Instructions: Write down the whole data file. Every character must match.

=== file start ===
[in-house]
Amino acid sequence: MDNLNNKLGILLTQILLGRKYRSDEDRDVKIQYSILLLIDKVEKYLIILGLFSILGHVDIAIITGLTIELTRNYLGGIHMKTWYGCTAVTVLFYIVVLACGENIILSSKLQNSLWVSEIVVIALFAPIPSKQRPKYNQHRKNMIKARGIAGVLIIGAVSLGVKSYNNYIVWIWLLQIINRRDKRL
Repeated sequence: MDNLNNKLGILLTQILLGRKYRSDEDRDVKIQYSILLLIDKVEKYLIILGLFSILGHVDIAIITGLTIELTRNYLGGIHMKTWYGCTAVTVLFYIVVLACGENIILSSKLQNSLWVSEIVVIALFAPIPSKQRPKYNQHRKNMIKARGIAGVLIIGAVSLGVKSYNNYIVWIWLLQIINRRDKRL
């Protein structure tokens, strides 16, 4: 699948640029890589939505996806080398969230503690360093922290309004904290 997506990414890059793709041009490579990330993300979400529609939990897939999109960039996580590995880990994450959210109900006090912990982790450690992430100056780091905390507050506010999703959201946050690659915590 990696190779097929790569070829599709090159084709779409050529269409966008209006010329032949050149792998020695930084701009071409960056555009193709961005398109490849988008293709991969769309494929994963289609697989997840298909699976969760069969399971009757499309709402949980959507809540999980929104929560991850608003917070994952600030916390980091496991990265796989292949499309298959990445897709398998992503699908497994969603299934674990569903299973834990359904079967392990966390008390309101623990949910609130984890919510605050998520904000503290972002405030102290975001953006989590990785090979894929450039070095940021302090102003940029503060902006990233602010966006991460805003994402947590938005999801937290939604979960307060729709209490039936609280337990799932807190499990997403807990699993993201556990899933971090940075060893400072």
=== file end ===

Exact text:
[in-house]
Amino acid sequence: MDNLNNKLGILLTQILLGRKYRSDEDRDVKIQYSILLLIDKVEKYLIILGLFSILGHVDIAIITGLTIELTRNYLGGIHMKTWYGCTAVTVLFYIVVLACGENIILSSKLQNSLWVSEIVVIALFAPIPSKQRPKYNQHRKNMIKARGIAGVLIIGAVSLGVKSYNNYIVWIWLLQIINRRDKRL
Repeated sequence: MDNLNNKLGILLTQILLGRKYRSDEDRDVKIQYSILLLIDKVEKYLIILGLFSILGHVDIAIITGLTIELTRNYLGGIHMKTWYGCTAVTVLFYIVVLACGENIILSSKLQNSLWVSEIVVIALFAPIPSKQRPKYNQHRKNMIKARGIAGVLIIGAVSLGVKSYNNYIVWIWLLQIINRRDKRL
């Protein structure tokens, strides 16, 4: 699948640029890589939505996806080398969230503690360093922290309004904290 997506990414890059793709041009490579990330993300979400529609939990897939999109960039996580590995880990994450959210109900006090912990982790450690992430100056780091905390507050506010999703959201946050690659915590 990696190779097929790569070829599709090159084709779409050529269409966008209006010329032949050149792998020695930084701009071409960056555009193709961005398109490849988008293709991969769309494929994963289609697989997840298909699976969760069969399971009757499309709402949980959507809540999980929104929560991850608003917070994952600030916390980091496991990265796989292949499309298959990445897709398998992503699908497994969603299934674990569903299973834990359904079967392990966390008390309101623990949910609130984890919510605050998520904000503290972002405030102290975001953006989590990785090979894929450039070095940021302090102003940029503060902006990233602010966006991460805003994402947590938005999801937290939604979960307060729709209490039936609280337990799932807190499990997403807990699993993201556990899933971090940075060893400072």